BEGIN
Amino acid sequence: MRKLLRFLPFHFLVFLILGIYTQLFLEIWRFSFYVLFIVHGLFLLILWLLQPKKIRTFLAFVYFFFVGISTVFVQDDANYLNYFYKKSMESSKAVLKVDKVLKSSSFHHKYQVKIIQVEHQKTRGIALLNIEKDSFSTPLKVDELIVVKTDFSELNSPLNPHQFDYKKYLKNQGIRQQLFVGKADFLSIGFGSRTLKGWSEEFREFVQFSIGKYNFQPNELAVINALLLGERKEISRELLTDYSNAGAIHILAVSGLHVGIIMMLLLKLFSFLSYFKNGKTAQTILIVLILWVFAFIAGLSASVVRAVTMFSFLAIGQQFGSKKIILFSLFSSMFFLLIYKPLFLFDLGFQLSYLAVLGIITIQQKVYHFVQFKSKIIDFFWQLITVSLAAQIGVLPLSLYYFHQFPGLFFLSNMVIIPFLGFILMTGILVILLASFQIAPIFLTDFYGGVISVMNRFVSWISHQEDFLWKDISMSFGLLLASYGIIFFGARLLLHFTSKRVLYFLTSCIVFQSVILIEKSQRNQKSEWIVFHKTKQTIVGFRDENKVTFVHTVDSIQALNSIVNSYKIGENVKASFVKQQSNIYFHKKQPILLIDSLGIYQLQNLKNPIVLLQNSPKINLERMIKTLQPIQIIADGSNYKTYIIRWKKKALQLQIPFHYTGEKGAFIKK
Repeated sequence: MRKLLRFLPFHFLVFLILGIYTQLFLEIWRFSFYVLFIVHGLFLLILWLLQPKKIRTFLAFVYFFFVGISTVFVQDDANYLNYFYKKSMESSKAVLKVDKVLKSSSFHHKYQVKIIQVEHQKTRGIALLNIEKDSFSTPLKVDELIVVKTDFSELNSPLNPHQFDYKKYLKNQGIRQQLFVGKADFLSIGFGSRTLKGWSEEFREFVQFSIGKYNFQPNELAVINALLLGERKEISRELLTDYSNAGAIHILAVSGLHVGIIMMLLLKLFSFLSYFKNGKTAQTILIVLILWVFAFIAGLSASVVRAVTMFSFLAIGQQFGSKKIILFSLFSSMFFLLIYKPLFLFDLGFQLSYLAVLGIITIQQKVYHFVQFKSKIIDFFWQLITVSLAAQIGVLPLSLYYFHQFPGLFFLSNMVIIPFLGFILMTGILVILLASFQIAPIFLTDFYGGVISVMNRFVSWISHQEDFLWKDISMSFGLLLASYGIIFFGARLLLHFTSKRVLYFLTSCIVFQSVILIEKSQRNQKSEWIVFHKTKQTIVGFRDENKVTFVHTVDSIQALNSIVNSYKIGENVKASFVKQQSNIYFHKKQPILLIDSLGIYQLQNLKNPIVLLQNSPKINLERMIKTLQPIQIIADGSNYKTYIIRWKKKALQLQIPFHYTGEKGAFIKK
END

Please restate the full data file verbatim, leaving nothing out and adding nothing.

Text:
Amino acid sequence: MRKLLRFLPFHFLVFLILGIYTQLFLEIWRFSFYVLFIVHGLFLLILWLLQPKKIRTFLAFVYFFFVGISTVFVQDDANYLNYFYKKSMESSKAVLKVDKVLKSSSFHHKYQVKIIQVEHQKTRGIALLNIEKDSFSTPLKVDELIVVKTDFSELNSPLNPHQFDYKKYLKNQGIRQQLFVGKADFLSIGFGSRTLKGWSEEFREFVQFSIGKYNFQPNELAVINALLLGERKEISRELLTDYSNAGAIHILAVSGLHVGIIMMLLLKLFSFLSYFKNGKTAQTILIVLILWVFAFIAGLSASVVRAVTMFSFLAIGQQFGSKKIILFSLFSSMFFLLIYKPLFLFDLGFQLSYLAVLGIITIQQKVYHFVQFKSKIIDFFWQLITVSLAAQIGVLPLSLYYFHQFPGLFFLSNMVIIPFLGFILMTGILVILLASFQIAPIFLTDFYGGVISVMNRFVSWISHQEDFLWKDISMSFGLLLASYGIIFFGARLLLHFTSKRVLYFLTSCIVFQSVILIEKSQRNQKSEWIVFHKTKQTIVGFRDENKVTFVHTVDSIQALNSIVNSYKIGENVKASFVKQQSNIYFHKKQPILLIDSLGIYQLQNLKNPIVLLQNSPKINLERMIKTLQPIQIIADGSNYKTYIIRWKKKALQLQIPFHYTGEKGAFIKK
Repeated sequence: MRKLLRFLPFHFLVFLILGIYTQLFLEIWRFSFYVLFIVHGLFLLILWLLQPKKIRTFLAFVYFFFVGISTVFVQDDANYLNYFYKKSMESSKAVLKVDKVLKSSSFHHKYQVKIIQVEHQKTRGIALLNIEKDSFSTPLKVDELIVVKTDFSELNSPLNPHQFDYKKYLKNQGIRQQLFVGKADFLSIGFGSRTLKGWSEEFREFVQFSIGKYNFQPNELAVINALLLGERKEISRELLTDYSNAGAIHILAVSGLHVGIIMMLLLKLFSFLSYFKNGKTAQTILIVLILWVFAFIAGLSASVVRAVTMFSFLAIGQQFGSKKIILFSLFSSMFFLLIYKPLFLFDLGFQLSYLAVLGIITIQQKVYHFVQFKSKIIDFFWQLITVSLAAQIGVLPLSLYYFHQFPGLFFLSNMVIIPFLGFILMTGILVILLASFQIAPIFLTDFYGGVISVMNRFVSWISHQEDFLWKDISMSFGLLLASYGIIFFGARLLLHFTSKRVLYFLTSCIVFQSVILIEKSQRNQKSEWIVFHKTKQTIVGFRDENKVTFVHTVDSIQALNSIVNSYKIGENVKASFVKQQSNIYFHKKQPILLIDSLGIYQLQNLKNPIVLLQNSPKINLERMIKTLQPIQIIADGSNYKTYIIRWKKKALQLQIPFHYTGEKGAFIKK